• Fatigue
  • Breast tissue growth
  • Impotence, ejaculation issues, and other problems related to sexual dysfunction

Side effects associated with finasteride include depression, dizziness, weakness, low blood pressure, shortness of breath, and breast tissue growth. Sexual dysfunction issues may also occur to finasteride users, which include but are not limited to issues like erectile dysfunction (5-19% of patients) ejaculatory dysfunction (1-7%), reduced sex drive (2-10%), and fertility issues, like decreased sperm count. (7,13,14) 

Finasteride’s side effects are considered to be dose-dependent. When taken in the 1-milligram daily doses that are generally prescribed for hair loss, these side effects are considered to be rare. People taking higher doses of finasteride (typically when it is prescribed for prostate issues) are more likely to experience side effects. However, in both cases – as well as for dutasteride users – it is possible that these side effects may persist after the medication is discontinued. (7,13,14) 

Although uncommon, psychological side effects including suicidal ideation, depression, and anxiety may also occur after finasteride is used. The exact rates of occurrence and reason this occurs is unknown, but it appears that younger men are more at risk. Further investigation is needed to understand this phenomenon, which is known as post-finasteride syndrome. (15) 

If you’re suddenly feeling a bit put off by this laundry list of side effects, you’re not alone. Many people stay away from finasteride and dutasteride for this reason. And topical versions of these products – which are less likely to cause these side effects – are becoming increasingly popular. Unfortunately, The Hairy Pill® is just an oral hair loss treatment. Subscribing to this service doesn’t seem to offer use of topical alternatives, like a finasteride lotion or dutasteride serum.

Remember that doses of The Hairy Pill® active ingredients can change from person to person, so it’s not possible to say how likely these side effects are. Your doctor will probably start you on a low dose to reduce the risk of side effects, especially if you’ve never taken an anti-androgenic drug before. If you’re particularly concerned about a particular side effect, just ask your doctor to remove that ingredient from your medication.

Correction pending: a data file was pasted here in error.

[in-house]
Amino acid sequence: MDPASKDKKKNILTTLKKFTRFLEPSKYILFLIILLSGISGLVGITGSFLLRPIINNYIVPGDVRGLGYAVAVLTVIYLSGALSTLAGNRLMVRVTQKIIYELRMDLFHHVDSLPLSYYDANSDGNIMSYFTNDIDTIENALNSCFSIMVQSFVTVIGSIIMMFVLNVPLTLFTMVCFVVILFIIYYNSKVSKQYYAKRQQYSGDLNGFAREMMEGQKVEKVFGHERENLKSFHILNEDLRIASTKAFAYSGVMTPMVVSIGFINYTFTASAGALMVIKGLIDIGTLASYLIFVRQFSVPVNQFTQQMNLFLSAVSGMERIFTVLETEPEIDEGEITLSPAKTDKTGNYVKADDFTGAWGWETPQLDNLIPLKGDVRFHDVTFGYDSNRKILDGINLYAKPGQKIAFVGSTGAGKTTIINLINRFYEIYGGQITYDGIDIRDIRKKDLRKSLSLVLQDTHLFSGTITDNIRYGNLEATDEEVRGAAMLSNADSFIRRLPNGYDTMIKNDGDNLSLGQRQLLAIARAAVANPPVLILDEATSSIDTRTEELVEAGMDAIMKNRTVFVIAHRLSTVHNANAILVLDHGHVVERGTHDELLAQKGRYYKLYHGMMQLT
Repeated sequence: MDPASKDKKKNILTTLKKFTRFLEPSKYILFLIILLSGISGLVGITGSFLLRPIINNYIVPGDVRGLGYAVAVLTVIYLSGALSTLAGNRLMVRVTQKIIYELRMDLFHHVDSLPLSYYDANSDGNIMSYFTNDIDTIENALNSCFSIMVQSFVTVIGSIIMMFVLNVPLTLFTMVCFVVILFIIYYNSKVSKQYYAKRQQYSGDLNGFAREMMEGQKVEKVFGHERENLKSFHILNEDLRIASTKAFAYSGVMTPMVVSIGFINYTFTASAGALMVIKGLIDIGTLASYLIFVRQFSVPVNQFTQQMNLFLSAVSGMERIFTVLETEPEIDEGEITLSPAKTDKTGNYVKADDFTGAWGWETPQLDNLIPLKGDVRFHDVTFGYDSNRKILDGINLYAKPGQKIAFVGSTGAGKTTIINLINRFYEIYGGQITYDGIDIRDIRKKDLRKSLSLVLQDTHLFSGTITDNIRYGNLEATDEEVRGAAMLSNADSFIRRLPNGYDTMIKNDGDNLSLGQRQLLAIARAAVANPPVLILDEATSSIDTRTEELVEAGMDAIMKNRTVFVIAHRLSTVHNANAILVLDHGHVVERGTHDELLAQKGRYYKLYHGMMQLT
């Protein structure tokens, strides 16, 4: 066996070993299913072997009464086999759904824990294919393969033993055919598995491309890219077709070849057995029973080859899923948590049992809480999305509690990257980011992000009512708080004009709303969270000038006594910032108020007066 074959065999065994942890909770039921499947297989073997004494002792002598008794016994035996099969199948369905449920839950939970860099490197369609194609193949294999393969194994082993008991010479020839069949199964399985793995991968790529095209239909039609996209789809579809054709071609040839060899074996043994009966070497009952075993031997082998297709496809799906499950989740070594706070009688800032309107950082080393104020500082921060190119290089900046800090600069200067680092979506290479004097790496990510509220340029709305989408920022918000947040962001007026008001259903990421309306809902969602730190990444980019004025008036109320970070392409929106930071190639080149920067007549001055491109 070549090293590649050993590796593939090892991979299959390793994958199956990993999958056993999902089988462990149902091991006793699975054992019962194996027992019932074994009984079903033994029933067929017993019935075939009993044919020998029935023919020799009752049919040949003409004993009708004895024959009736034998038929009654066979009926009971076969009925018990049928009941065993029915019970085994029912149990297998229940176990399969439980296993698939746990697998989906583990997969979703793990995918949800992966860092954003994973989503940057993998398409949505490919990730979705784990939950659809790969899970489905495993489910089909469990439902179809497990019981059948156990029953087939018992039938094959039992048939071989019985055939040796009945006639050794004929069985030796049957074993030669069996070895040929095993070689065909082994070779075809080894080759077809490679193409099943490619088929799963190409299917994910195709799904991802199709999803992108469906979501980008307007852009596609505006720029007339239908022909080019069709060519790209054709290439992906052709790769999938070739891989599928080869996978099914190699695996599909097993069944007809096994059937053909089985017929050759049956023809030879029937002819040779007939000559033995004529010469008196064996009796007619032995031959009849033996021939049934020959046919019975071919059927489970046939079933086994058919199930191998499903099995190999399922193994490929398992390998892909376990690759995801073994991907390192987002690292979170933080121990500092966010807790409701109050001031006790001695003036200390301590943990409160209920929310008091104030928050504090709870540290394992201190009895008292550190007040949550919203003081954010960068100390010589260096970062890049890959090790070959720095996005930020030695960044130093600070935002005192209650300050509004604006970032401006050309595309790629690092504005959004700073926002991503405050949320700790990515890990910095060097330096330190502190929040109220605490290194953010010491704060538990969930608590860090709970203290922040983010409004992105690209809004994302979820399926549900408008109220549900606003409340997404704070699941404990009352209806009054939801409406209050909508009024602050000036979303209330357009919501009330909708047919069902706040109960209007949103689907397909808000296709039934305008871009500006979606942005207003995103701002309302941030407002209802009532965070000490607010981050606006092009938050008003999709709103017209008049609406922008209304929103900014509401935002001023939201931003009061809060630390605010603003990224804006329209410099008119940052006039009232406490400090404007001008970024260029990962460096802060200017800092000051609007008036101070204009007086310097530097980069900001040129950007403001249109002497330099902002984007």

How Does The Hairy Pill® Work?

The Hairy Pill® is a subscription-based hair loss treatment service that requires you to talk to both a doctor and pharmacist before you start taking the medication. According to The Hairy Pill® website (1), subscribing requires the following five-step process:

  1. You respond to a short online questionnaire on their website.
  2. The doctor writes a prescription based on the responses to your questions. If necessary, they’ll also talk to you about any allergies and pre-existing health conditions you have. They may also customize your medication based on any desires you have or medications you’re currently taking.
  3. The pharmacist sets up a call to talk you through your medication and prepares your treatment.
  4. Your treatment is shipped to you via express post.
  5. You have the option to talk to the doctor every 3 months to discuss results and side effects and modify your hair treatment medication as needed. 

According to The Hairy Pill® website, the price for this service – inclusive of doctor consults – is  $75 AUD per month. However, when you sign up, you’ll be asked to pay for the first 3 months upfront. 

How Long Does The Hairy Pill® Take To Work?

According to The Hairy Pill® website, their hair loss treatment usually takes 3 to 6 months to work. This length of time is the same as the vast majority of hair loss treatments. In general, people start to see hair loss treatments start to work after about 3 months, and their results continue to improve between months 3 and 6. (1)

The 3-month delay in response time is due to the hair growth cycle. Essentially, hair loss treatments can immediately start to influence your hair follicles, but it takes time for those follicles to produce healthier hairs and new hair strands.